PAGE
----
A Closer Look at the Ethics of Police Work

Though once regarded as a safeguard against threats of danger and injustice, police presence now faces harsh scrutiny from the communities its officers swore to protect. Too many negative incidents have caught the media and nation’s attention, and smartphones with direct uploads of live feeds or pictures to social media have created a new narrative concerning policing. Rather than further the divide between opinions, the ethics of police work must be a conversation held at the law enforcement level and with the general public.

The Value in Policing

While used interchangeably around the globe, the term police or policing takes on a new meaning according to the environment where it is used. There are thousands of law enforcement agencies and services across the nation, and each unit has its own leadership and adherence to core values. These differences and the personal choices of those working within the agency manifest themselves in policing.

A functioning, democratic community requires a delicate balance between the police, state, and community members. Those who serve in the ranks of law enforcement must be held to a higher standard of values and ethics to inspire regulatory and ordinance obedience and the respect to address issues of law infractions, malicious intent, or civil disobedience. This position places emphasis on the character and conduct of a police offer to ethically serve the public, not just in areas of enforcement but in behaviors that provide solutions to a range of community problems.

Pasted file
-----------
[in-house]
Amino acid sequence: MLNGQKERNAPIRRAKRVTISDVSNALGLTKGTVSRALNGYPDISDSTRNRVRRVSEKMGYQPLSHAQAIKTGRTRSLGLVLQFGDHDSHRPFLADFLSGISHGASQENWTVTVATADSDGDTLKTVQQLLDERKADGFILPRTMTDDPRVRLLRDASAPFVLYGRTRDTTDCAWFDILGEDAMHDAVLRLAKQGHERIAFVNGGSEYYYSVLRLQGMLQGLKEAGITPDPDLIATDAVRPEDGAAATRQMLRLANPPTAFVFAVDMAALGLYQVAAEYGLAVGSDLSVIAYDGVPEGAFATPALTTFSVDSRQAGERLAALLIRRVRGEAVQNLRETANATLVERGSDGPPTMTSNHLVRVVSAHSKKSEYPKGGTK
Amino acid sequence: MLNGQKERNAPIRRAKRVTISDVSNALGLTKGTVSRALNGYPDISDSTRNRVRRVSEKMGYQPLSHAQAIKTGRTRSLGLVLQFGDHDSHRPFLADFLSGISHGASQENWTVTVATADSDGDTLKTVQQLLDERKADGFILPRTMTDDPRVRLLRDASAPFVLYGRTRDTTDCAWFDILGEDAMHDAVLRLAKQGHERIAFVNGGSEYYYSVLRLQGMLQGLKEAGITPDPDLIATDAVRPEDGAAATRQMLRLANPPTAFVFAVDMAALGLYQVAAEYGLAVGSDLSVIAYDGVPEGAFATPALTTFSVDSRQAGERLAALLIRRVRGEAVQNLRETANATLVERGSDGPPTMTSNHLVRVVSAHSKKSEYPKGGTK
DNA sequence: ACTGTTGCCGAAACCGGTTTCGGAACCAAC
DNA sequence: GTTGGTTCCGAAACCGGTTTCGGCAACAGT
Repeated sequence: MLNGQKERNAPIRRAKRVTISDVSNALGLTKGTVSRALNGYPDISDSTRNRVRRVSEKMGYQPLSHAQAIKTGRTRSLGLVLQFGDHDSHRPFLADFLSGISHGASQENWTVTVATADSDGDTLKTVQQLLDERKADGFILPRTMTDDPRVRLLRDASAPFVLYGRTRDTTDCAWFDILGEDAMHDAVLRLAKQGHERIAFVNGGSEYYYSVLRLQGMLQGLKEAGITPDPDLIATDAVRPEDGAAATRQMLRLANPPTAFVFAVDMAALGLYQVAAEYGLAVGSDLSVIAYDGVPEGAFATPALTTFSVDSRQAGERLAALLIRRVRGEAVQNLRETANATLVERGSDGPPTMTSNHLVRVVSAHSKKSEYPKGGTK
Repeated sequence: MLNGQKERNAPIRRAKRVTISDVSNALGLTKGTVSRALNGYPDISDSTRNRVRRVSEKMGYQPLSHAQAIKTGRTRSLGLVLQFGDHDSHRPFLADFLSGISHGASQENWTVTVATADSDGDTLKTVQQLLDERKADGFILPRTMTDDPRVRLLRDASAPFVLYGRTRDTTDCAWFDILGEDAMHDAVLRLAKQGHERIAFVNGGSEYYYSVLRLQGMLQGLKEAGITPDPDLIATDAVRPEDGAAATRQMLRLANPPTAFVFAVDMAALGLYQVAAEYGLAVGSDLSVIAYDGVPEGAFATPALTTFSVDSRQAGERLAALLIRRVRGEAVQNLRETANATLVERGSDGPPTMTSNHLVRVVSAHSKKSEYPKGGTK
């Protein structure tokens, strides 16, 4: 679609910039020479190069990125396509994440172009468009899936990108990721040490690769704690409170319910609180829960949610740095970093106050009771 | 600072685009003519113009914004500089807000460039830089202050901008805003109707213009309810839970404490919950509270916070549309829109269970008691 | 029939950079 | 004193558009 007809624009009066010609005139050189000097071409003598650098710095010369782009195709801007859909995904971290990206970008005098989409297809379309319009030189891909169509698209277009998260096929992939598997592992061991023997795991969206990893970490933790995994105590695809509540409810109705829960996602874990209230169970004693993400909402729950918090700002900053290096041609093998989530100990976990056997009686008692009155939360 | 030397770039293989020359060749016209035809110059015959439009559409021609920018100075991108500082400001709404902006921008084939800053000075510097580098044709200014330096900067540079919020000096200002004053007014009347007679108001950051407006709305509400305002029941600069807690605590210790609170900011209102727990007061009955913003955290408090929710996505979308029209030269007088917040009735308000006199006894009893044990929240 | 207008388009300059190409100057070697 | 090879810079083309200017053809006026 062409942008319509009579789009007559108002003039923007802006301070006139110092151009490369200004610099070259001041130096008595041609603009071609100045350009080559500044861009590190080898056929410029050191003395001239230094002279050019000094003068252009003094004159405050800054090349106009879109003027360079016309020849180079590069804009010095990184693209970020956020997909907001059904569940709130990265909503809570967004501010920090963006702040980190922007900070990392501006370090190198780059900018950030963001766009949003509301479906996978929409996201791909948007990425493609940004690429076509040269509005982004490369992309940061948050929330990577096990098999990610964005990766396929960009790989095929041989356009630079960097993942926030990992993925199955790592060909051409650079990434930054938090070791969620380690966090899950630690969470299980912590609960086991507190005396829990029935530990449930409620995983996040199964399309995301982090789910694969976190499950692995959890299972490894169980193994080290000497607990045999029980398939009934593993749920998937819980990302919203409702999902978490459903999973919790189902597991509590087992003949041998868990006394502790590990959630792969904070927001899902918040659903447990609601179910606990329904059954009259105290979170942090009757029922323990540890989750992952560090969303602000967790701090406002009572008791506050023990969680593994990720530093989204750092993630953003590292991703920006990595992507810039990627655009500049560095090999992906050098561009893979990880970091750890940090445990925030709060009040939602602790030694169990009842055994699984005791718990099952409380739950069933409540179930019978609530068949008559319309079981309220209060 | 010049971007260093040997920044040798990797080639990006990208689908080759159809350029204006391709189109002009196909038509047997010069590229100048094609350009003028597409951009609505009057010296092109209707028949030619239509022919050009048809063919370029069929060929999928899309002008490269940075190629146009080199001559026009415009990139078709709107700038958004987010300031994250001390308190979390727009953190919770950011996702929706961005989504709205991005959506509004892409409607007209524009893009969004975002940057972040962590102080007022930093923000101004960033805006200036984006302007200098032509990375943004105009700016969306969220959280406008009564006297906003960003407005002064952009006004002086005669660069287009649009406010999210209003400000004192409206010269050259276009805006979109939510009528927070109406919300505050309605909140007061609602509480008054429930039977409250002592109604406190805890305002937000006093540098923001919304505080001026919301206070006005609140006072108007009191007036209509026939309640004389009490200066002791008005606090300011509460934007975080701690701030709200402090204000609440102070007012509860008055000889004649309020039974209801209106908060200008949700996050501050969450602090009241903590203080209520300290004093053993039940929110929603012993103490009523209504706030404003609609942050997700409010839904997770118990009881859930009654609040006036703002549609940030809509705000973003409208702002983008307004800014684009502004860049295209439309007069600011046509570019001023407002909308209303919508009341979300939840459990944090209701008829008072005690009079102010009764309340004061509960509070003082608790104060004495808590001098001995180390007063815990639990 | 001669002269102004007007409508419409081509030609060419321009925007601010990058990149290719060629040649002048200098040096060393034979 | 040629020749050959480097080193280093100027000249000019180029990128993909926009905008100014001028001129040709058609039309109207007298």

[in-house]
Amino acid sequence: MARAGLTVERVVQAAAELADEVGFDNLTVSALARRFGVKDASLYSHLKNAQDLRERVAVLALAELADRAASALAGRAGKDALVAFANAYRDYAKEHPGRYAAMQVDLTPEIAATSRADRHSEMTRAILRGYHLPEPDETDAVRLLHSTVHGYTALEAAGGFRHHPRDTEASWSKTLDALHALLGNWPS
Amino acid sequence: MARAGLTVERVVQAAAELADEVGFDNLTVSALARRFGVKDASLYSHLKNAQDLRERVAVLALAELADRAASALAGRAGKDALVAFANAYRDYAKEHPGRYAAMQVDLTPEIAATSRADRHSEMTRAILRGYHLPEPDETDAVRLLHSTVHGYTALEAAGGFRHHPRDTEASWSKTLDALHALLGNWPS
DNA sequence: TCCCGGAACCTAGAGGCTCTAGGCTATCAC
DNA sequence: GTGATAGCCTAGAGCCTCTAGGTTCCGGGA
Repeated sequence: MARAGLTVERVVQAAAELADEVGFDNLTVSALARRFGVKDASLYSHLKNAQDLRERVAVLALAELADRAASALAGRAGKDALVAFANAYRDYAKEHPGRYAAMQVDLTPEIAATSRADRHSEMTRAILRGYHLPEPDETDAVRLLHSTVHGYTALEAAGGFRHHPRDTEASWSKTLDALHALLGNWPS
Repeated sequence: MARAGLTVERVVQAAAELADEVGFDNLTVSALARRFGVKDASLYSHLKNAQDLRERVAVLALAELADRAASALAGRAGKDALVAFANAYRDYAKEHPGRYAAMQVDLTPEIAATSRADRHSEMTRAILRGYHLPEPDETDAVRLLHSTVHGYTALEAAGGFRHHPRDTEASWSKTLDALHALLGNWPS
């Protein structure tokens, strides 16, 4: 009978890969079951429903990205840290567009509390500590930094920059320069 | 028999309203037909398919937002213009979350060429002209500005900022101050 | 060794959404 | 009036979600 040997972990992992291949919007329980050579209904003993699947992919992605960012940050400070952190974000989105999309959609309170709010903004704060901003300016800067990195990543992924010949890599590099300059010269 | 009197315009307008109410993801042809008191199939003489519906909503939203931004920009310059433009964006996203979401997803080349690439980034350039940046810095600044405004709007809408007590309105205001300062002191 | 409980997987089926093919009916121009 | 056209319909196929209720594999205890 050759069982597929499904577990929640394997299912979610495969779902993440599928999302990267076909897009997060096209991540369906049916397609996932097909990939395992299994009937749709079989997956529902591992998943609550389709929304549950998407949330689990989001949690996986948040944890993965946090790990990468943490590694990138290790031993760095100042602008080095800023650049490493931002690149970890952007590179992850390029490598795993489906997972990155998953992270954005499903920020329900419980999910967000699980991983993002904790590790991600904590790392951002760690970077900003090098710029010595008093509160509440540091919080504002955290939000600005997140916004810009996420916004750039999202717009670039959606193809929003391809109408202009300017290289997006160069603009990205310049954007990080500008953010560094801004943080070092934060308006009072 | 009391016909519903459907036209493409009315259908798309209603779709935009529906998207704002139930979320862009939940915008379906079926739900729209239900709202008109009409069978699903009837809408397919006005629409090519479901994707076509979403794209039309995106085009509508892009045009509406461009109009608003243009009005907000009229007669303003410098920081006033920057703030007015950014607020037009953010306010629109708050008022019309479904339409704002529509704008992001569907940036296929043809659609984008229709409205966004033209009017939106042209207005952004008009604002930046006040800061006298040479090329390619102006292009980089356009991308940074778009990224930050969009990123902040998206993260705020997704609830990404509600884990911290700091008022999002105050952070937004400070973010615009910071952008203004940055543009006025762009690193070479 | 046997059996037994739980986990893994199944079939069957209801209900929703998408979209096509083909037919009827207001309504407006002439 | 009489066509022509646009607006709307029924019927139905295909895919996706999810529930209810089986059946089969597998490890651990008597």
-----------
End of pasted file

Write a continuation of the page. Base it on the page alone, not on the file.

The Ethics of Policing

It is the responsibility of each individual who wears the uniform to control their own actions, but a unit or department position that incorporates emotional intelligence, strong leadership skills, and well-understood values reduces the risk of negative incidents or alarming behaviors. Police ethics refers to the personal and departmental habits that are in practice during the course of fulfilling law enforcement duties, and they are not mutually exclusive of each other. A department that enforces ethical behaviors impacts an officer’s activities while on duty.

Everyone has a part in the discussion of ethics, as officers bring their own ideas or habits to the table, and citizens of the community have their own expectations, as influenced by their culture, ethnicity, education, or background. Having a department establish a code of ethics reduces the risks of inappropriate or illegal behavior, but this code must be inclusive of all those who have a stake in the final outcome of policing.

The Long-Term Goal of Policing

Each department should re-examine the code of ethics that governs departmental actions or decision-making, as doing so can illuminate areas of weakness or exposure to litigation. With every move being securitized, mitigation strategies (starting with re-defining policing) can help limit the number of claims a department sees each year.

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